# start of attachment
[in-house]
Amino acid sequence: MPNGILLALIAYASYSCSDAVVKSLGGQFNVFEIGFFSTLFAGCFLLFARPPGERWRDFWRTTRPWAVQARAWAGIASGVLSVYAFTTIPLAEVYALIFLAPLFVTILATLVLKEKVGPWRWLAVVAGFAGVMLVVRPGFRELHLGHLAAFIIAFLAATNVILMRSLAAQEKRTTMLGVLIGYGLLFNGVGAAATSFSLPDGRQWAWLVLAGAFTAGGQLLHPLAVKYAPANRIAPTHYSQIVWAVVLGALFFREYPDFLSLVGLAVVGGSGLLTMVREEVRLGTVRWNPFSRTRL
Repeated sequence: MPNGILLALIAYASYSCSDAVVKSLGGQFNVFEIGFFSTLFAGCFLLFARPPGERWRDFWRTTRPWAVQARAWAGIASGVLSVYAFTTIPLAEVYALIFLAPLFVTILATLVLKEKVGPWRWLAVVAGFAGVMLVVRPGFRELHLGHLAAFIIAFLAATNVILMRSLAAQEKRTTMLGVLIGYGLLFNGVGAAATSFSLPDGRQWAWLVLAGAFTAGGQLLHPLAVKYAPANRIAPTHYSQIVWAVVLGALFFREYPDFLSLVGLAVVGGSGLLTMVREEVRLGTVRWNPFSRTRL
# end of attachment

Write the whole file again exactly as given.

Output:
[in-house]
Amino acid sequence: MPNGILLALIAYASYSCSDAVVKSLGGQFNVFEIGFFSTLFAGCFLLFARPPGERWRDFWRTTRPWAVQARAWAGIASGVLSVYAFTTIPLAEVYALIFLAPLFVTILATLVLKEKVGPWRWLAVVAGFAGVMLVVRPGFRELHLGHLAAFIIAFLAATNVILMRSLAAQEKRTTMLGVLIGYGLLFNGVGAAATSFSLPDGRQWAWLVLAGAFTAGGQLLHPLAVKYAPANRIAPTHYSQIVWAVVLGALFFREYPDFLSLVGLAVVGGSGLLTMVREEVRLGTVRWNPFSRTRL
Repeated sequence: MPNGILLALIAYASYSCSDAVVKSLGGQFNVFEIGFFSTLFAGCFLLFARPPGERWRDFWRTTRPWAVQARAWAGIASGVLSVYAFTTIPLAEVYALIFLAPLFVTILATLVLKEKVGPWRWLAVVAGFAGVMLVVRPGFRELHLGHLAAFIIAFLAATNVILMRSLAAQEKRTTMLGVLIGYGLLFNGVGAAATSFSLPDGRQWAWLVLAGAFTAGGQLLHPLAVKYAPANRIAPTHYSQIVWAVVLGALFFREYPDFLSLVGLAVVGGSGLLTMVREEVRLGTVRWNPFSRTRL